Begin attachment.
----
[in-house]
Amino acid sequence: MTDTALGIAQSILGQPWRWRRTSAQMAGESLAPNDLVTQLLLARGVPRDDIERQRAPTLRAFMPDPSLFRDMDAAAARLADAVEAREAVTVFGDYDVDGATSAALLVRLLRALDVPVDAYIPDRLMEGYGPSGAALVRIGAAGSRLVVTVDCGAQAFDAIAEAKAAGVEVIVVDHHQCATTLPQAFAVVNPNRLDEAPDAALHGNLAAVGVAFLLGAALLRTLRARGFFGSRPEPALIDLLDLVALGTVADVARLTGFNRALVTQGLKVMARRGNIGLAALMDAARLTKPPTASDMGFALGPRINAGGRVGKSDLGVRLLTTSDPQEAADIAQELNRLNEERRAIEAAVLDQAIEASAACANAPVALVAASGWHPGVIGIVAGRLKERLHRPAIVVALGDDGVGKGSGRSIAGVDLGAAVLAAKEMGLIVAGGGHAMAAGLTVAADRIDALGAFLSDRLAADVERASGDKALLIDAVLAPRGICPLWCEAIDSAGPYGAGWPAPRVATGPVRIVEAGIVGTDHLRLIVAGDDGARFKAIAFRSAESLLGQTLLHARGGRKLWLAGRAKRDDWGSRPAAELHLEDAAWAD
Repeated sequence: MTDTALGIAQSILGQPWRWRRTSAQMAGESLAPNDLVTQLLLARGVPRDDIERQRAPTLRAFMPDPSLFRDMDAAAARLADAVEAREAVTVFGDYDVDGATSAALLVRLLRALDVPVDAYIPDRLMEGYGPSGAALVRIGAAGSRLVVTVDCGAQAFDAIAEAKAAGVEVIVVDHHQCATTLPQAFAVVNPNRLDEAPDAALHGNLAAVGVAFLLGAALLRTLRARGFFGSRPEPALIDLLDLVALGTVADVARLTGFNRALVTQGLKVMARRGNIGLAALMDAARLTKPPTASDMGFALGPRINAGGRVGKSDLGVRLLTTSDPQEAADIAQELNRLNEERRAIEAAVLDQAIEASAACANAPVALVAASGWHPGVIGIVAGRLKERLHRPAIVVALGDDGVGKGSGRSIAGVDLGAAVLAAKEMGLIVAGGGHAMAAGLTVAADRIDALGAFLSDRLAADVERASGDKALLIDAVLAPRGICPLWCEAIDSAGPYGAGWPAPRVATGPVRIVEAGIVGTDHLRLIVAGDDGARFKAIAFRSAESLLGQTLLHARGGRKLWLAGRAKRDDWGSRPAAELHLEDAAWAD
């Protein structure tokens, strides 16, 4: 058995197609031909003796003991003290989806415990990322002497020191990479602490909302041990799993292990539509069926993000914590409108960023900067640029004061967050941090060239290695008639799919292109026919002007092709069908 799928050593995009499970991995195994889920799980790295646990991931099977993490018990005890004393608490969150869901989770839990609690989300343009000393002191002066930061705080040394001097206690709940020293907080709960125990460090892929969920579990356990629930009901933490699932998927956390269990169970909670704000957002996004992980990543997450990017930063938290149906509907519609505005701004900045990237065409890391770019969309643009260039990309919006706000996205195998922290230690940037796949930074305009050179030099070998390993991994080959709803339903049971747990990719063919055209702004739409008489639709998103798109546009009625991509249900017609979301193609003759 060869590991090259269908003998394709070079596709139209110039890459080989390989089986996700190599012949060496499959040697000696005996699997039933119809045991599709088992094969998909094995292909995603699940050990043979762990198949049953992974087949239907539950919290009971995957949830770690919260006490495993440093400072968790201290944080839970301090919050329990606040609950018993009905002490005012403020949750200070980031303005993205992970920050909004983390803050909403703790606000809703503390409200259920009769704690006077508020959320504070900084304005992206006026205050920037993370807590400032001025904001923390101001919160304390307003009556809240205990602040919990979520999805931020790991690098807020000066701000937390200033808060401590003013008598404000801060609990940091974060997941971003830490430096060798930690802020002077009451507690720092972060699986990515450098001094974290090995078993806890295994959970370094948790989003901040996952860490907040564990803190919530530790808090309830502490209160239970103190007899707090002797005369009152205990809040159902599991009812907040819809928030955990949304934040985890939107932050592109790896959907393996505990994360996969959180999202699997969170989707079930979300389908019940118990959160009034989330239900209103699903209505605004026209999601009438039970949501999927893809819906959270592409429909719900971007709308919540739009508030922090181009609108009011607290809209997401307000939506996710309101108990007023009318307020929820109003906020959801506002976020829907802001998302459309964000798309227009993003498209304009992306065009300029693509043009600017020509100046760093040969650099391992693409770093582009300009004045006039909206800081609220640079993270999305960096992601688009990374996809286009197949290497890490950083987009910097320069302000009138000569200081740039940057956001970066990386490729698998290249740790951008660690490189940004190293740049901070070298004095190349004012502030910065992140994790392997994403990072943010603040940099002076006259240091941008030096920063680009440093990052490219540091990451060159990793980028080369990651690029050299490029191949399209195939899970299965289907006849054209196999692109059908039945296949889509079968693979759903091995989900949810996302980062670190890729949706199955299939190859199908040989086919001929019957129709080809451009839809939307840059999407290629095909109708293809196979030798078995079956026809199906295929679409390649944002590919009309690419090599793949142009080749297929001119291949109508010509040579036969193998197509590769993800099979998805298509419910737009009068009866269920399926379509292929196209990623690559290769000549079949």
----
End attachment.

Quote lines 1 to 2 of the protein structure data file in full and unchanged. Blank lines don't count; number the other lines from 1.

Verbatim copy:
[in-house]
Amino acid sequence: MTDTALGIAQSILGQPWRWRRTSAQMAGESLAPNDLVTQLLLARGVPRDDIERQRAPTLRAFMPDPSLFRDMDAAAARLADAVEAREAVTVFGDYDVDGATSAALLVRLLRALDVPVDAYIPDRLMEGYGPSGAALVRIGAAGSRLVVTVDCGAQAFDAIAEAKAAGVEVIVVDHHQCATTLPQAFAVVNPNRLDEAPDAALHGNLAAVGVAFLLGAALLRTLRARGFFGSRPEPALIDLLDLVALGTVADVARLTGFNRALVTQGLKVMARRGNIGLAALMDAARLTKPPTASDMGFALGPRINAGGRVGKSDLGVRLLTTSDPQEAADIAQELNRLNEERRAIEAAVLDQAIEASAACANAPVALVAASGWHPGVIGIVAGRLKERLHRPAIVVALGDDGVGKGSGRSIAGVDLGAAVLAAKEMGLIVAGGGHAMAAGLTVAADRIDALGAFLSDRLAADVERASGDKALLIDAVLAPRGICPLWCEAIDSAGPYGAGWPAPRVATGPVRIVEAGIVGTDHLRLIVAGDDGARFKAIAFRSAESLLGQTLLHARGGRKLWLAGRAKRDDWGSRPAAELHLEDAAWAD